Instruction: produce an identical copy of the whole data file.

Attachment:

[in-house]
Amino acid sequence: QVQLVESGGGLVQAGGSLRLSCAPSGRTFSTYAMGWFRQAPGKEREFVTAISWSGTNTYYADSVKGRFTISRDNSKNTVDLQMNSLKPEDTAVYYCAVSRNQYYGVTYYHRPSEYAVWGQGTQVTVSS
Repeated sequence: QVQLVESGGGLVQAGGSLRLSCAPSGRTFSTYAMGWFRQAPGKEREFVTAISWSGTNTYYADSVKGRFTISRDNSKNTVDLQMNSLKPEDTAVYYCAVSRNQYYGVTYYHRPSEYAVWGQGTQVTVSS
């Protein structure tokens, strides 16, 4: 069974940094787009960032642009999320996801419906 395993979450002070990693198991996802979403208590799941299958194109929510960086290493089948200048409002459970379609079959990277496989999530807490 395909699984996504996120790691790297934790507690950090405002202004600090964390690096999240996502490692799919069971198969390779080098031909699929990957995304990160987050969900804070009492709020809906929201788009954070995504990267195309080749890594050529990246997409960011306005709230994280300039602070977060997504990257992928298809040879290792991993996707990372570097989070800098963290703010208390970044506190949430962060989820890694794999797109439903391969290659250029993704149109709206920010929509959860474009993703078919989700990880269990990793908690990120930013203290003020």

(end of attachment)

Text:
[in-house]
Amino acid sequence: QVQLVESGGGLVQAGGSLRLSCAPSGRTFSTYAMGWFRQAPGKEREFVTAISWSGTNTYYADSVKGRFTISRDNSKNTVDLQMNSLKPEDTAVYYCAVSRNQYYGVTYYHRPSEYAVWGQGTQVTVSS
Repeated sequence: QVQLVESGGGLVQAGGSLRLSCAPSGRTFSTYAMGWFRQAPGKEREFVTAISWSGTNTYYADSVKGRFTISRDNSKNTVDLQMNSLKPEDTAVYYCAVSRNQYYGVTYYHRPSEYAVWGQGTQVTVSS
């Protein structure tokens, strides 16, 4: 069974940094787009960032642009999320996801419906 395993979450002070990693198991996802979403208590799941299958194109929510960086290493089948200048409002459970379609079959990277496989999530807490 395909699984996504996120790691790297934790507690950090405002202004600090964390690096999240996502490692799919069971198969390779080098031909699929990957995304990160987050969900804070009492709020809906929201788009954070995504990267195309080749890594050529990246997409960011306005709230994280300039602070977060997504990257992928298809040879290792991993996707990372570097989070800098963290703010208390970044506190949430962060989820890694794999797109439903391969290659250029993704149109709206920010929509959860474009993703078919989700990880269990990793908690990120930013203290003020």